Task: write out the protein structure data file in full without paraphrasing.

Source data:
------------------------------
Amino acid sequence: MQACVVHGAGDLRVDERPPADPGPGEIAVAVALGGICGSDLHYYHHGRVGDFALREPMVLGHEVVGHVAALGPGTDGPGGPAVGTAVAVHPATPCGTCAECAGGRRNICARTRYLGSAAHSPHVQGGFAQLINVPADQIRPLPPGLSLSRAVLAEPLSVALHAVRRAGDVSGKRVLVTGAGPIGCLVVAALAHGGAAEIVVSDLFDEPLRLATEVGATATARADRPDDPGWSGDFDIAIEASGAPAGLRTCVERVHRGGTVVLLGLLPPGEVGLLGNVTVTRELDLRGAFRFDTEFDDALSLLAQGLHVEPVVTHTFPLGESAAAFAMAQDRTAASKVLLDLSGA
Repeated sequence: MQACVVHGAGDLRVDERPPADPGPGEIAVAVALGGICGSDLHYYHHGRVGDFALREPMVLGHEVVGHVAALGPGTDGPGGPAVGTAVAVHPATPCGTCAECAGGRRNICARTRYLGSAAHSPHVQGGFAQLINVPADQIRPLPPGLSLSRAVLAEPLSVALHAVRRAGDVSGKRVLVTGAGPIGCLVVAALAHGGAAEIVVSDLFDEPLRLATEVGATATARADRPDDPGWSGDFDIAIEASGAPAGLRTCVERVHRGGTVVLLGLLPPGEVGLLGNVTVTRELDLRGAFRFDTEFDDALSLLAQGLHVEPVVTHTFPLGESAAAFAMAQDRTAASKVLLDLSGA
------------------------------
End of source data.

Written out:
Amino acid sequence: MQACVVHGAGDLRVDERPPADPGPGEIAVAVALGGICGSDLHYYHHGRVGDFALREPMVLGHEVVGHVAALGPGTDGPGGPAVGTAVAVHPATPCGTCAECAGGRRNICARTRYLGSAAHSPHVQGGFAQLINVPADQIRPLPPGLSLSRAVLAEPLSVALHAVRRAGDVSGKRVLVTGAGPIGCLVVAALAHGGAAEIVVSDLFDEPLRLATEVGATATARADRPDDPGWSGDFDIAIEASGAPAGLRTCVERVHRGGTVVLLGLLPPGEVGLLGNVTVTRELDLRGAFRFDTEFDDALSLLAQGLHVEPVVTHTFPLGESAAAFAMAQDRTAASKVLLDLSGA
Repeated sequence: MQACVVHGAGDLRVDERPPADPGPGEIAVAVALGGICGSDLHYYHHGRVGDFALREPMVLGHEVVGHVAALGPGTDGPGGPAVGTAVAVHPATPCGTCAECAGGRRNICARTRYLGSAAHSPHVQGGFAQLINVPADQIRPLPPGLSLSRAVLAEPLSVALHAVRRAGDVSGKRVLVTGAGPIGCLVVAALAHGGAAEIVVSDLFDEPLRLATEVGATATARADRPDDPGWSGDFDIAIEASGAPAGLRTCVERVHRGGTVVLLGLLPPGEVGLLGNVTVTRELDLRGAFRFDTEFDDALSLLAQGLHVEPVVTHTFPLGESAAAFAMAQDRTAASKVLLDLSGA